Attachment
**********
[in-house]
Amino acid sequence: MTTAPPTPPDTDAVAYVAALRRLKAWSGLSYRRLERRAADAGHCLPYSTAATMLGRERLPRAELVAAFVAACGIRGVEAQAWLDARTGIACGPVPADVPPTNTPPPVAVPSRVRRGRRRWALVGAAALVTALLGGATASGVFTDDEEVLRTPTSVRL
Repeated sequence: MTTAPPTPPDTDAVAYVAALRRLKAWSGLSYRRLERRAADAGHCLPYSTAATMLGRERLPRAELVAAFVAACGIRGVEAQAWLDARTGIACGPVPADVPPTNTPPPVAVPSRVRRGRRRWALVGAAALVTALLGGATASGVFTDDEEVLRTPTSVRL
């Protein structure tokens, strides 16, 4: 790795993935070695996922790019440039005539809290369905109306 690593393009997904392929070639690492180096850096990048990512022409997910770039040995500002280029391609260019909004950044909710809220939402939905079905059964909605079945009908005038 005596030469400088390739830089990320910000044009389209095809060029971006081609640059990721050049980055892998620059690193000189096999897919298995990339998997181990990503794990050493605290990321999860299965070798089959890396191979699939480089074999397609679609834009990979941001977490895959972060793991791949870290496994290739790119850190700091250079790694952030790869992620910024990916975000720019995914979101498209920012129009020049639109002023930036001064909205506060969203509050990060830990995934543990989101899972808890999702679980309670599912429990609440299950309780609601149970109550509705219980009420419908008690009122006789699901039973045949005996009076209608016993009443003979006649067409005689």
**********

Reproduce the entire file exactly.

[in-house]
Amino acid sequence: MTTAPPTPPDTDAVAYVAALRRLKAWSGLSYRRLERRAADAGHCLPYSTAATMLGRERLPRAELVAAFVAACGIRGVEAQAWLDARTGIACGPVPADVPPTNTPPPVAVPSRVRRGRRRWALVGAAALVTALLGGATASGVFTDDEEVLRTPTSVRL
Repeated sequence: MTTAPPTPPDTDAVAYVAALRRLKAWSGLSYRRLERRAADAGHCLPYSTAATMLGRERLPRAELVAAFVAACGIRGVEAQAWLDARTGIACGPVPADVPPTNTPPPVAVPSRVRRGRRRWALVGAAALVTALLGGATASGVFTDDEEVLRTPTSVRL
């Protein structure tokens, strides 16, 4: 790795993935070695996922790019440039005539809290369905109306 690593393009997904392929070639690492180096850096990048990512022409997910770039040995500002280029391609260019909004950044909710809220939402939905079905059964909605079945009908005038 005596030469400088390739830089990320910000044009389209095809060029971006081609640059990721050049980055892998620059690193000189096999897919298995990339998997181990990503794990050493605290990321999860299965070798089959890396191979699939480089074999397609679609834009990979941001977490895959972060793991791949870290496994290739790119850190700091250079790694952030790869992620910024990916975000720019995914979101498209920012129009020049639109002023930036001064909205506060969203509050990060830990995934543990989101899972808890999702679980309670599912429990609440299950309780609601149970109550509705219980009420419908008690009122006789699901039973045949005996009076209608016993009443003979006649067409005689």